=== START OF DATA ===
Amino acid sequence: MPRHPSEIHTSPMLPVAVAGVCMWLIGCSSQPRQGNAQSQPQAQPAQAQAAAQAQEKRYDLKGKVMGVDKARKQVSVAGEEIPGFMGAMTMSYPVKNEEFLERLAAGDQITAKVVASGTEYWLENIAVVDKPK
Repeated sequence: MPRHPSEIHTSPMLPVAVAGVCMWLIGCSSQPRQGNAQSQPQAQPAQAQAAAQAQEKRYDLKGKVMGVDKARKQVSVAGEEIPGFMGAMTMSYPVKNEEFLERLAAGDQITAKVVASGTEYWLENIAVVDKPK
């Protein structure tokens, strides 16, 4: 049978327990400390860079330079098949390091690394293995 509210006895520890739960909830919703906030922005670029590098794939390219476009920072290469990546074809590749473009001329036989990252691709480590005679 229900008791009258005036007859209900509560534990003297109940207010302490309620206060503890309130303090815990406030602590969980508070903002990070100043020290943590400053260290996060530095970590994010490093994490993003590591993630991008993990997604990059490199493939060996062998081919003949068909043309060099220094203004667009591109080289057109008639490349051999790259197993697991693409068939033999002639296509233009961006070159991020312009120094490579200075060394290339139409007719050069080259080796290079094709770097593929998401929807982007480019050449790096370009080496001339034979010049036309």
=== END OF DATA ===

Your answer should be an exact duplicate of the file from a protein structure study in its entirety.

Amino acid sequence: MPRHPSEIHTSPMLPVAVAGVCMWLIGCSSQPRQGNAQSQPQAQPAQAQAAAQAQEKRYDLKGKVMGVDKARKQVSVAGEEIPGFMGAMTMSYPVKNEEFLERLAAGDQITAKVVASGTEYWLENIAVVDKPK
Repeated sequence: MPRHPSEIHTSPMLPVAVAGVCMWLIGCSSQPRQGNAQSQPQAQPAQAQAAAQAQEKRYDLKGKVMGVDKARKQVSVAGEEIPGFMGAMTMSYPVKNEEFLERLAAGDQITAKVVASGTEYWLENIAVVDKPK
């Protein structure tokens, strides 16, 4: 049978327990400390860079330079098949390091690394293995 509210006895520890739960909830919703906030922005670029590098794939390219476009920072290469990546074809590749473009001329036989990252691709480590005679 229900008791009258005036007859209900509560534990003297109940207010302490309620206060503890309130303090815990406030602590969980508070903002990070100043020290943590400053260290996060530095970590994010490093994490993003590591993630991008993990997604990059490199493939060996062998081919003949068909043309060099220094203004667009591109080289057109008639490349051999790259197993697991693409068939033999002639296509233009961006070159991020312009120094490579200075060394290339139409007719050069080259080796290079094709770097593929998401929807982007480019050449790096370009080496001339034979010049036309």